Figures released by Eurostat yesterday (31 July) showed that unemployment in the euro area increased to 11.2% in June, up from 11.1% in May—roughly 17.8 million people were without jobs in June, up by 123,000 from May.
Spain, which is at the forefront of Europe's debt crisis concerns, had the highest unemployment rate at 24.8%. Greece's rate was not far behind at 22.5%, though the latest figures available are for April. Many other eurozone countries, including France and Italy, also have double-digit unemployment rates.
Unemployment in Italy rose in June to its highest level in nearly 13 years to a seasonally-adjusted 10.8%, according to the Rome-based national statistics office, Istat.
Young people are in dire straits, with those aged 15 to 24 unemployed at a rate of 34.3% in June. In addition, the economy shrank for a third straight quarter. Italy is now in its fourth recession since 2001.
Germany, Europe's biggest economy, continues to fare far better, and its unemployment rate, according to Eurostat, dropped to 5.4% in June from the previous month's 5.5%. However, recent figures released by Germany's Federal Labor Agency showed that Germany’s economy might also be hit as the unadjusted rate climbed from 6.6% in June to 6.8% in July.
Portugal’s unemployment rate was 15.4%, Ireland’s was 14.8%, and France’s was somewhat better at 10.1%.
The gloomy unemployment outlook has put further pressure on the European Central Bank to act and contain the sovereign debt crisis, when it meets tomorrow (2 August).
Last week, ECB president Mario Draghi said the bank would do ‘whatever it takes’to safeguard the euro, fuelling investors’ hopes that the central bank would buy Spanish and Italian bonds in an effort to bring borrowing costs under control.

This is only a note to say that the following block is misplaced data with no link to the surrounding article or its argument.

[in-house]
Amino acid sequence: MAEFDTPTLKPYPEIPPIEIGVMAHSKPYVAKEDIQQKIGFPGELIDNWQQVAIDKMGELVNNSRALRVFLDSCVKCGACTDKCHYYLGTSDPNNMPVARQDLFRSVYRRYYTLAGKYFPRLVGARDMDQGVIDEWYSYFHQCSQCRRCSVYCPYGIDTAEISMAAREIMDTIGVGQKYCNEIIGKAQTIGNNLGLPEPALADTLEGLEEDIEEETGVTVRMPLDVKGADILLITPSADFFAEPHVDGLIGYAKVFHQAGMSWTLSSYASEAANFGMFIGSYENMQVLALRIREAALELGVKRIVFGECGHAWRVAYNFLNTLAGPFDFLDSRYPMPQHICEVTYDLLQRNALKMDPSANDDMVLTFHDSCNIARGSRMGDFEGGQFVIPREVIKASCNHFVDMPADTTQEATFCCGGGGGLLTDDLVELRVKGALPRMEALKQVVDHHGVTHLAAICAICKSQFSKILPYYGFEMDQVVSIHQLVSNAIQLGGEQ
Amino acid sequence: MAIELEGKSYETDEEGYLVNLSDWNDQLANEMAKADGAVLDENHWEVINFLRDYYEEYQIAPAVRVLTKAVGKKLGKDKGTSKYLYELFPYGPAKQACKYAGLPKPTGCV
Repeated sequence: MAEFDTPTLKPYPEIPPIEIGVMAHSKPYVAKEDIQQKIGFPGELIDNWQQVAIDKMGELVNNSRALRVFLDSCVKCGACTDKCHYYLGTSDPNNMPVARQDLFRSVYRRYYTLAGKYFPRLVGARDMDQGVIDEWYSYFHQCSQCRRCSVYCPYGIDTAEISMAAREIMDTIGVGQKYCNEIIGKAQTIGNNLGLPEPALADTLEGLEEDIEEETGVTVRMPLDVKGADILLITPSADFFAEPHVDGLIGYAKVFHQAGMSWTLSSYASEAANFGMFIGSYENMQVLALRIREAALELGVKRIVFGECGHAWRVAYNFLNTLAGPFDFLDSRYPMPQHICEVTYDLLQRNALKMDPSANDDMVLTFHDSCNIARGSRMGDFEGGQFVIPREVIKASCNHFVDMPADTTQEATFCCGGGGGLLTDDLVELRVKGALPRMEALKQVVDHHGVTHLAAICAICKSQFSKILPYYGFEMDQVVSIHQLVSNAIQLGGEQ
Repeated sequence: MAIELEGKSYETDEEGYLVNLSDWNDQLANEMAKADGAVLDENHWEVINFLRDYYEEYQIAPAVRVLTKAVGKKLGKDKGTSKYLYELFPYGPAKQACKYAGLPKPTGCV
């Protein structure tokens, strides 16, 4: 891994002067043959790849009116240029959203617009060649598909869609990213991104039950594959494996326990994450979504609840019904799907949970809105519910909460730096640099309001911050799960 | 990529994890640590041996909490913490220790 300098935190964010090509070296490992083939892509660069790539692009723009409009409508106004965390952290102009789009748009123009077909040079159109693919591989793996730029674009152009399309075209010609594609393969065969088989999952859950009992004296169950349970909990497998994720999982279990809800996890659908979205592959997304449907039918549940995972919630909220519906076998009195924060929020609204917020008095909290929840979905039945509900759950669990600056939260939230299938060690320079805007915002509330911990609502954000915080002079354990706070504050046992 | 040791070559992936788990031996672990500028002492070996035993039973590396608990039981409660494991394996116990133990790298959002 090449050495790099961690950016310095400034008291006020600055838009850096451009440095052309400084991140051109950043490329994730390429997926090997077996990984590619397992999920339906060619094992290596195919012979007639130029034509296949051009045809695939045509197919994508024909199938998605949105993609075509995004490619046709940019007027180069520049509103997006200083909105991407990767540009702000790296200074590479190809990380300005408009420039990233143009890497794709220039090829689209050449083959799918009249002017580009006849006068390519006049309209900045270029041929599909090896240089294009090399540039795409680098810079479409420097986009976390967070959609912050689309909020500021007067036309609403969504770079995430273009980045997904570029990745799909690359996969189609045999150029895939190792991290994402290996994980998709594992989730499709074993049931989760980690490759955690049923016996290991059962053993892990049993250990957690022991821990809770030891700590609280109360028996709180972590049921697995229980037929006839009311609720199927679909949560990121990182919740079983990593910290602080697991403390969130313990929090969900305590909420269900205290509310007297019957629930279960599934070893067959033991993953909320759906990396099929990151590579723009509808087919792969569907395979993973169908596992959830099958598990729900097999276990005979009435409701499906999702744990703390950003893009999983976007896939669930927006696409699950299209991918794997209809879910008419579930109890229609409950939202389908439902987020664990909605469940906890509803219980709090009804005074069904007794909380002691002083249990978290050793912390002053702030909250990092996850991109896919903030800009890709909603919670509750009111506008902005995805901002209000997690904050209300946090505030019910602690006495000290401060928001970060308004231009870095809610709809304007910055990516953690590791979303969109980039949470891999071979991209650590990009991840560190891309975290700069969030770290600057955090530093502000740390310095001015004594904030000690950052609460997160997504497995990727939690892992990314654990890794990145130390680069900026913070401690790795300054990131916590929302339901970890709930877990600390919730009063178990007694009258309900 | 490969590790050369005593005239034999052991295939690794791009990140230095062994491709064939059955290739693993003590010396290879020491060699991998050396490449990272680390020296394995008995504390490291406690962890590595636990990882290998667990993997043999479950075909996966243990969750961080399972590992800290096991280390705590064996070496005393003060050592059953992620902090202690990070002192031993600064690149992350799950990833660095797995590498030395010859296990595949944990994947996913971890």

But several other pieces have to fall into place before the ECB will act decisively, insiders say. These include a request for assistance from Spain, which Madrid is still resisting, a decision by euro zone leaders to let their bailout fund buy bonds at auction, and a German court ruling on the legality of the euro zone's permanent rescue fund, due on September 12.
Above all, ECB President Mario Draghi must overcome the resistance of Germany's powerful central bank.
The Bundesbank declared its opposition to reviving the dormant bond-buying program, arguing that it would remove market pressure on heavily indebted governments to pursue austere budget policies and economic reforms.
"The mechanism of bond purchases is problematic because it sets the wrong incentives," a spokesman for Bundesbank President Jens Weidmann told Reuters.
The Bundesbank has also consistently opposed other ideas - such as giving the euro zone's rescue fund a banking license and letting it borrow from the central bank to fight fire in the bond markets - on the grounds that they breach a European Union treaty prohibiting monetary financing of governments.
Draghi and Weidmann will have a chance to thrash out their differences when they meet before Thursday's monthly meeting of the Governing Council. The outcome of this struggle between the ECB and the German parent on which it was modeled may determine whether the euro survives